The current understanding of risk in relation to contraception and abortion is distorted by a complete failure to factor in the physical, psychological and financial risk posed by pregnancy itself. It is as though choosing not to be pregnant is an act of self-indulgence, akin to refusing to do the washing up or blowing one’s first pay packet on a pair of ridiculous shoes. It’s something a woman does to “feel liberated” without truly understanding the negative consequences, hence she must be protected from herself. Casually downing pills in order to get out of something as trivial as a pregnancy? What next?

Being pregnant – gestating a new life – is not some neutral alternative to risking life and limb by taking the morning-after pill. On the contrary, while the UK maternal mortality rate of 9 per 100,000 live births is low compared to the global rate of 216, pregnant women are at increased risk of male violence and conditions such as depression, preeclampsia, gestational diabetes and hyperemesis. And even if one dismisses the possible risks, one has to account for the inevitabilities. Taking a pregnancy to term will have a significant impact on a woman’s mind and body for the rest of her life. There is no way around this. Refusing to support easy access to emergency contraception because it strikes you as an imperfect solution to the problem of accidental pregnancy seems to me rather like refusing to vote for the less evil candidate in a US presidential election because you’d rather not have either of them. When it comes to relative damage, pregnancy is Donald Trump.

There is only a short window in a woman’s menstrual cycle when she is at her most fertile, hence a contraceptive failure will not always lead to a pregnancy. Knowing this, many women will feel that paying £30 to avoid something which, in all probability, is not going to happen is simply unjustifiable. I’ve bought emergency contraception while conscious that, either because I was breastfeeding or very close to my period, I’d have been highly unlikely to conceive. If that money had been earmarked to spend on the gas bill or food for my children, I might have risked an unwanted pregnancy instead. This would not have been an irrational choice, but it is one that no woman should have to make.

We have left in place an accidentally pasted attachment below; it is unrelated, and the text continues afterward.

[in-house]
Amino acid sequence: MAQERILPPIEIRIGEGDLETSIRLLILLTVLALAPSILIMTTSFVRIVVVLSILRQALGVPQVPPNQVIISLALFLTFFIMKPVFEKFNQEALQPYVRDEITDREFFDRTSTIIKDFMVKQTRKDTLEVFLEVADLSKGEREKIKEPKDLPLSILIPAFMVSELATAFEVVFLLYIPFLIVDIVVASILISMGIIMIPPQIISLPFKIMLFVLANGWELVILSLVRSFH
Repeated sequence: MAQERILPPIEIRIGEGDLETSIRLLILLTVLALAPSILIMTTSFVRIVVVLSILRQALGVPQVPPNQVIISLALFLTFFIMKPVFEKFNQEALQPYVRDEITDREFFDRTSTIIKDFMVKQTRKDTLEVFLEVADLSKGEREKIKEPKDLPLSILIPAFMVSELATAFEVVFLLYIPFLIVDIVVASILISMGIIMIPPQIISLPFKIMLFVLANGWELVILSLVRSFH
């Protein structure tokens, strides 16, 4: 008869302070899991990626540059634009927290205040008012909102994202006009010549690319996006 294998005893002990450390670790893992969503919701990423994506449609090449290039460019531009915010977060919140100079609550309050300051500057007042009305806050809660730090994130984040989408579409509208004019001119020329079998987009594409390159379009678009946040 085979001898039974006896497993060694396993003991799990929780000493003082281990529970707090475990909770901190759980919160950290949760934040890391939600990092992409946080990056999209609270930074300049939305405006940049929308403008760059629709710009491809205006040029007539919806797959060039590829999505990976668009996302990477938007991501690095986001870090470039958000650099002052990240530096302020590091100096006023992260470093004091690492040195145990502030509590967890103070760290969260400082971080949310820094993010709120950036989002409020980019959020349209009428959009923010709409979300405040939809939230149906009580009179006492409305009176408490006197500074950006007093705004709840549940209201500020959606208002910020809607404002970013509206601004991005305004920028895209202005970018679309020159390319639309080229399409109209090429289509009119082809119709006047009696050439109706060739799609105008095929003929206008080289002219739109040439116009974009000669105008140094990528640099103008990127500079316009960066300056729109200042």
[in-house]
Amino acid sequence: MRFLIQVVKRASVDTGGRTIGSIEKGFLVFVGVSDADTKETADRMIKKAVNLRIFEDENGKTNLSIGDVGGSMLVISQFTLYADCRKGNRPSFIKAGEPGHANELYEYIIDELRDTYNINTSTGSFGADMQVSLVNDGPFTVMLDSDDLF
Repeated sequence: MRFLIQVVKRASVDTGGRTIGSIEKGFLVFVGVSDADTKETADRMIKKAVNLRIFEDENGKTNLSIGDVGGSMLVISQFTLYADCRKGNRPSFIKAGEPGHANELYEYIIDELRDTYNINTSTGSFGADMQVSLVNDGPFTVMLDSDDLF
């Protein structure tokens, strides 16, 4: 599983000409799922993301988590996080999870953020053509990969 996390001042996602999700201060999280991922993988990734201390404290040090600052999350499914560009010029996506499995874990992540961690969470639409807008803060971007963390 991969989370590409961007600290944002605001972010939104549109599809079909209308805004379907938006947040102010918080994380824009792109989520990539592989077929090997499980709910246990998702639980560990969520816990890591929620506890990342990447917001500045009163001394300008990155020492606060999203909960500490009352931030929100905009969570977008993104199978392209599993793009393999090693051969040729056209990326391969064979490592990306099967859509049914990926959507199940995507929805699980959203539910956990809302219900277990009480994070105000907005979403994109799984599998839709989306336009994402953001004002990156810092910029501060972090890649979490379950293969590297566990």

Because it is always women who have to make these decisions. Male bodies do not suffer the consequences of contraceptive failure, yet we are not supposed to say this is unfair. After all, human reproduction is natural and nature is meant to be objective. One group of people is at risk of unwanted pregnancy, another group isn’t. That’s life, right? Might as well argue that it is unfair for the sky to be blue and not pink. But it is not human reproduction itself that is unfair; it is our chosen response to it. Just because one class of people can perform a type of labour which another class cannot, it does not follow that the latter has no option but to exploit the former. And let’s be clear: the gatekeeping that surrounds access to abortion and emergency contraception is a form of exploitation. It removes ownership of reproductive labour from the people who perform it.

No man’s sperm is so precious and sacred that a woman should have to pay £30 to reduce the chances of it leaving her with an unwanted pregnancy. On the contrary, the male sex owes an immeasurable debt to the female sex for the fact that we continue with any pregnancies at all. I don’t expect this debt to be paid off any time soon, but cheap emergency contraception would be a start. Instead we are going backwards.

This year’s NHS report on Sexual and Reproductive Health Services in England states both that the number of emergency contraception items provided for free by SRH services has “fallen steadily over the last ten years” and that the likelihood of a woman being provided with emergency contraception “will be influenced by the availability of such services in their area of residence.” With significant cuts being made to spending on contraception and sexual health services, it is unjustifiable for the Department of Health to continue using the excuse that the morning-after pill can, theoretically, be obtained for free. One cannot simultaneously argue in favour of a pricing policy specifically aimed at being a deterrent then claim there is no real deterrent at all.

BPAS chief executive Anne Furedi is right to call the price of Levonelle “the ultimate sexist surcharge.” It not only tells women our reproductive work has no value, but it insists that we pay for the privilege of not having to perform it. It’s time we started saying no

 

 

Glosswitch is a feminist mother of three who works in publishing.